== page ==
Is Granola Good for You? Benefits, Risks, Healthiest Types - Dr. Axe

Fact Checked

This Dr. Axe content is medically reviewed or fact checked to ensure factually accurate information.

With strict editorial sourcing guidelines, we only link to academic research institutions, reputable media sites and, when research is available, medically peer-reviewed studies. Note that the numbers in parentheses (1, 2, etc.) are clickable links to these studies.

The information in our articles is NOT intended to replace a one-on-one relationship with a qualified health care professional and is not intended as medical advice.

This article is based on scientific evidence, written by experts and fact checked by our trained editorial staff. Note that the numbers in parentheses (1, 2, etc.) are clickable links to medically peer-reviewed studies.

Our team includes licensed nutritionists and dietitians, certified health education specialists, as well as certified strength and conditioning specialists, personal trainers and corrective exercise specialists. Our team aims to be not only thorough with its research, but also objective and unbiased.

The information in our articles is NOT intended to replace a one-on-one relationship with a qualified health care professional and is not intended as medical advice.

Is Granola Good for You? Pros & Cons, Plus How to Choose the Healthiest Type


Is granola good for you? - Dr. Axe

Whether you’re looking for a sugary fix or something more filling that’s made with nuts, seeds and whole grains, there’s no shortage of granola cereal options in grocery stores. Considering it makes for a quick and easy breakfast when mixed with things like fruit or yogurt, it can be tempting to eat granola almost every day.

Is granola good for you? Ultimately, it depends on the specific kind you eat— since some types, including those with less sugar and fewer processed grains, are much healthier options than others.

What Is Granola?

Granola is a cereal-like product that’s usually made with oats, sugar, oil, and some blend of dried fruit, nuts and seeds.

There are lots of different types of granola, so ingredients within these products can really vary. This is why it’s important to read ingredient labels when picking out granola in stores and to watch your portion size too.

Nutrition Facts

The tricky thing about granola is that it’s easy to overeat, since a standard serving size is only about 1/4 cup to 1/2 cup. If you double this portion, which is easy to do, you consume lots of calories, sugar and fat without even realizing it.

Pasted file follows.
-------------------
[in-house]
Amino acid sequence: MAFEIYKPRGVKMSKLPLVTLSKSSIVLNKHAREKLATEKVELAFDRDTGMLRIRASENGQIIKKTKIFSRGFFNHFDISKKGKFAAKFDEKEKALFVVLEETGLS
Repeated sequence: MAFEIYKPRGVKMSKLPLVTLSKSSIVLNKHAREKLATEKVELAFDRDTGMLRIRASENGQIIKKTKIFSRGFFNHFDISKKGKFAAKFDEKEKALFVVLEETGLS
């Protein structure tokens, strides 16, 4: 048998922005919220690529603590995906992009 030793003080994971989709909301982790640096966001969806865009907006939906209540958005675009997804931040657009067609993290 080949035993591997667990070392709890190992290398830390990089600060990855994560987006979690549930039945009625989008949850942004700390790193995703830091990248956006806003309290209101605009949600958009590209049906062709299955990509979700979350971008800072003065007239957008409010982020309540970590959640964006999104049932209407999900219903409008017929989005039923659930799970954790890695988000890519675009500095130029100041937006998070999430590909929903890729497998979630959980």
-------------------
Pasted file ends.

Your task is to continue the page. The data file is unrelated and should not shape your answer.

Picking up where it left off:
The nutrition content of granola depends on the specific kind and how it’s made, especially how much sugar and oil are used.

One fourth-cup serving of store-bought granola (which is only about four tablespoons) contains approximately:

  • 130 calories
  • 13 grams carbohydrates
  • 4 grams protein
  • 8 grams fat
  • 2 grams fiber
  • 1.1 milligrams iron (6% DV)

Is Granola Good for You?

Is granola good for you? It certainly can be, but it depends on which type you consume.

What are the benefits of eating granola? If you choose a healthy granola — for example, one made with rolled oats, minimal sugar and nuts/seeds — then benefits can include:

  • Providing fiber — Ingredients like rolled oats, dried fruits and seeds are good sources of dietary fiber, which is filling and beneficial for digestive health. Studies show that consuming whole grain cereals, including granola with oats, can improve gastrointestinal health by having prebiotic effects that feed healthy microbes in the gut.
  • Supporting heart health — The same ingredients mentioned above can help lower cholesterol due to their fiber content, while nuts and seeds can increase HDL “good” cholesterol.
  • Providing nutrients like iron and potassium — Dried fruits, such as raisins, figs and cranberries, are good sources of essential vitamins and minerals, including potassium and iron. These minerals support healthy blood flow, blood pressure, cellular functions, oxygenation, muscle contractions and more. Oats are also a relatively good source of iron, magnesium, calcium and B vitamins.
  • Supplying carbohydrates for energy — For athletes or people about to work out, a bit of granola is a good source of fast-acting carbs that can fuel the muscles and brain. If you have a sweet tooth, having a bit in place of sugary snacks like cookies can be a smart swap.